A study - published in the Journal of Investigative Dermatology - suggests that dietary components, and not obesity itself, may lead to skin inflammation and the development of psoriasis. “In our study, we found that short-term exposure to the Western diet is able to induce psoriasis before significant body weight gain,” says Sam T. Hwang, professor and chair of dermatology at UC Davis and senior study author.
The study found that a diet containing high fat and high sugar was required to induce observable skin inflammation. In four weeks, mice on the Western diet had significantly increased ear swelling and visible dermatitis compared to mice fed a controlled diet and those on high fat diet alone. “Eating an unhealthy diet does not affect your waistline alone, but your skin immunity too,” added Zhenrui Shi, visiting assistant researcher in the UC Davis Department of Dermatology and lead author on the study.
The study detailed the mechanisms by which inflammation happens following a Western diet and identified bile acids as key signaling molecules in the regulation of skin immunity. Bile acids are produced in the liver from cholesterol and metabolized in the intestine by the gut microbiota and play an important role in dietary lipid absorption and cholesterol balance in the blood. The study also found that cholestyramine - a drug used to lower cholesterol levels by binding to bile acids in the intestine - helped reduce the risk of skin inflammation and suggests that bile acids mediate the development of psoriasis. The binding of cholestyramine to bile acids in the gut and its subsequent release through the stool allows for lowering of skin inflammation.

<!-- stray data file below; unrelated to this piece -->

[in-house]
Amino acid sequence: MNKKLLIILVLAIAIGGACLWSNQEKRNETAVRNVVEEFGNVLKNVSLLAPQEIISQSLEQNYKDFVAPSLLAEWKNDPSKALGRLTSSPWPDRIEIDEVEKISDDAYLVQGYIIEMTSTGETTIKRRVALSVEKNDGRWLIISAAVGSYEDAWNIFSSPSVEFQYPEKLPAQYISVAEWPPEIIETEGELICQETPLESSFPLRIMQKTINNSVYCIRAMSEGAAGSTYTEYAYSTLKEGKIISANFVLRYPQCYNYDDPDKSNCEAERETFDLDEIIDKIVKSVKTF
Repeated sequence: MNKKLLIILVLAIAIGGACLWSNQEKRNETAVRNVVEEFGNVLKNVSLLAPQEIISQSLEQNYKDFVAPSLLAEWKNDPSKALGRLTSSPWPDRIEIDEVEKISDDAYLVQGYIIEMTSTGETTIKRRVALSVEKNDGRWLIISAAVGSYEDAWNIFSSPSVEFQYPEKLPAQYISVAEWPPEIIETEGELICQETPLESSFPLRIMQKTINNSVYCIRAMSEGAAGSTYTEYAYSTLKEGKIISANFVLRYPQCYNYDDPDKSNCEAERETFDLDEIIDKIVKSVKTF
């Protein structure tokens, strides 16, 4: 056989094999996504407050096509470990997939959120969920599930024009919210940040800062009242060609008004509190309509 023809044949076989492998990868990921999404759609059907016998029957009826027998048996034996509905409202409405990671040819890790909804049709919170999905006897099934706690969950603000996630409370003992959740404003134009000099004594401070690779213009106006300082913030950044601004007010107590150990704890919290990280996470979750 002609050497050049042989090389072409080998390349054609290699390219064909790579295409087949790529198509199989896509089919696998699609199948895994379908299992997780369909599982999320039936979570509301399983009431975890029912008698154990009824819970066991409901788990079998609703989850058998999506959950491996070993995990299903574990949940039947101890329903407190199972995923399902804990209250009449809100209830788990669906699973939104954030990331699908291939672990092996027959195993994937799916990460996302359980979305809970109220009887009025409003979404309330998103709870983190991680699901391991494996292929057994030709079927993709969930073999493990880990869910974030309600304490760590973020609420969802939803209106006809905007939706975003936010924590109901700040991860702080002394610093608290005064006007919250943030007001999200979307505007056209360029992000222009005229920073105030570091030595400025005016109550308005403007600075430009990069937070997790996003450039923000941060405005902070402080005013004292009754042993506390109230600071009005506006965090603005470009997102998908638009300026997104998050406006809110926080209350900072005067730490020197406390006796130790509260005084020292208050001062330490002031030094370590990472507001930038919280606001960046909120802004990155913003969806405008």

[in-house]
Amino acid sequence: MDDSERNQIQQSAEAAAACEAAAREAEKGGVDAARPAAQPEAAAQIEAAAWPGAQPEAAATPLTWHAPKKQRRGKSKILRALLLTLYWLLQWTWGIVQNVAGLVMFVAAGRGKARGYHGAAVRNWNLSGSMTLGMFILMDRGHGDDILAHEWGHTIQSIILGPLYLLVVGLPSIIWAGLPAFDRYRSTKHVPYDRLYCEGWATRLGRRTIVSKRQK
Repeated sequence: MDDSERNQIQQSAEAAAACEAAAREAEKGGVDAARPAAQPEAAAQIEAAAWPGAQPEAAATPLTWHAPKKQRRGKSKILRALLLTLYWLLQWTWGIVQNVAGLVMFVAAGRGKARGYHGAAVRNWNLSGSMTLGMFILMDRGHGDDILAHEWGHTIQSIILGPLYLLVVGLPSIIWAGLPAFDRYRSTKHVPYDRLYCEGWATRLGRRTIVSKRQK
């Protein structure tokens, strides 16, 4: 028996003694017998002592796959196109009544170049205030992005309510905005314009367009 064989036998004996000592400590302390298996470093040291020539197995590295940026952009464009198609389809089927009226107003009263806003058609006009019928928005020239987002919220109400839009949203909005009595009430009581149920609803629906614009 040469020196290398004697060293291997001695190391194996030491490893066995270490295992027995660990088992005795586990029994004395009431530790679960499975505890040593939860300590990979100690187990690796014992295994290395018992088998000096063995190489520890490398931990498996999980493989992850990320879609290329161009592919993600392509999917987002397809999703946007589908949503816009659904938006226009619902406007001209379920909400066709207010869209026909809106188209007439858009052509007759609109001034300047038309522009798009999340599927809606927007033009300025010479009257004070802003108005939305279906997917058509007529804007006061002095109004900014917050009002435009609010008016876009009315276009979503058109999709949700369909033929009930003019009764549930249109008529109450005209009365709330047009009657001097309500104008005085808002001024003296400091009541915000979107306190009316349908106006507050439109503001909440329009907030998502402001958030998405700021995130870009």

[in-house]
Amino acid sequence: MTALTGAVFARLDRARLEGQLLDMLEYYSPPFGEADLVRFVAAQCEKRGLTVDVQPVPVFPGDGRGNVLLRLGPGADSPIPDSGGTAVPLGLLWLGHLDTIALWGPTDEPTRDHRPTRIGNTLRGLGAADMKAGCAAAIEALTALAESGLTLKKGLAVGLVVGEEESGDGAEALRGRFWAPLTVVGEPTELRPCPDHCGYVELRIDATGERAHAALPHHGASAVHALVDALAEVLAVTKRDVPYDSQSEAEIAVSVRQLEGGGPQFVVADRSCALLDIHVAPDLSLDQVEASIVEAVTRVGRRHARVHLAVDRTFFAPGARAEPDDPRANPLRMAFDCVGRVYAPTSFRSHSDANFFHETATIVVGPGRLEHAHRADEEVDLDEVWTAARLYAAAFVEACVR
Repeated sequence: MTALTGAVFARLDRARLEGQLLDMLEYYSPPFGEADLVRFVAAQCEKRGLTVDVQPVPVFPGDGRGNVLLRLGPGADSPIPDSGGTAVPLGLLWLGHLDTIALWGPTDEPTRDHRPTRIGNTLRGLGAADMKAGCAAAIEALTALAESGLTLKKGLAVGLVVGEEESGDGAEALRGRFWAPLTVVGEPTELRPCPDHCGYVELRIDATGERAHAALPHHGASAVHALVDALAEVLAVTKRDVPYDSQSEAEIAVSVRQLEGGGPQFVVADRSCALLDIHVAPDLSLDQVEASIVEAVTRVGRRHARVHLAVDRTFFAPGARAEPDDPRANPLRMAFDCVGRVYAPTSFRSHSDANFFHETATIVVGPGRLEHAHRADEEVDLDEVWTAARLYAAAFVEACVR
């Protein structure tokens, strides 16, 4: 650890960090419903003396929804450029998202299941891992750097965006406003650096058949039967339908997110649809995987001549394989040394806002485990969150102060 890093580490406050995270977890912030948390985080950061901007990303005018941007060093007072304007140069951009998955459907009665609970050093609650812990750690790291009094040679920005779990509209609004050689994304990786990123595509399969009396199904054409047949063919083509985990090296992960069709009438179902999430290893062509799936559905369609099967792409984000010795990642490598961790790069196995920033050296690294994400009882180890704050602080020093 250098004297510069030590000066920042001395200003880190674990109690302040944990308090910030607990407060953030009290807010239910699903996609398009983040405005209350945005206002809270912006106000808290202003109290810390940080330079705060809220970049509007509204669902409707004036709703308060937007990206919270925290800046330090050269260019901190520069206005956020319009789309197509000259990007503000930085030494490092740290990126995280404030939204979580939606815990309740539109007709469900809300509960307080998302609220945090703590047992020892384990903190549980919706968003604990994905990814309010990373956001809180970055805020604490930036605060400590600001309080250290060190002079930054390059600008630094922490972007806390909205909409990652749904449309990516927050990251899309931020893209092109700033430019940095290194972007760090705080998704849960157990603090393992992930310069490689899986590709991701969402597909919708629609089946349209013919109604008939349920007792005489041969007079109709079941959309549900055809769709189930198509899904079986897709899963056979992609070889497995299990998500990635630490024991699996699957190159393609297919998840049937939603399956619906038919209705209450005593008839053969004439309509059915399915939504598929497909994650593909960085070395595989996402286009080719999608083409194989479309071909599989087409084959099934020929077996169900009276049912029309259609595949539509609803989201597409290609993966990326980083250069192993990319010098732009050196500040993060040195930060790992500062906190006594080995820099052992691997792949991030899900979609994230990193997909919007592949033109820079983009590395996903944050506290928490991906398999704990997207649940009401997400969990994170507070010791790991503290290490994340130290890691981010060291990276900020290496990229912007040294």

Psoriasis causes skin cells to form scales and red patches that are itchy and sometimes painful. Previous studies have shown that obesity is a risk factor for the development or worsening of psoriasis. The Western diet, characterized by a high dietary intake of saturated fats and sucrose and low intake of fiber, has been linked to the increased prevalence of obesity in the world. Further studies are needed to understand the mechanism behind diet-induced skin inflammation and the interaction between metabolism, microbes and immunity.
A Closer Look At An Itchy Skin Condition
An international team led by Johns Hopkins Medicine researchers conducted what is believed to be the largest detailed published study of people with a poorly understood skin condition known as prurigo nodularis (PN). These studies collect information on a whole subset of people at once and at a particular point in time. The results - published by the Journal of the American Academy of Dermatology - provide some of the first published reliable information from a racially diverse population about who likely develops this chronic disease, which is characterized by intensely itchy nodules that develop on the arms and legs that can generalize throughout the body.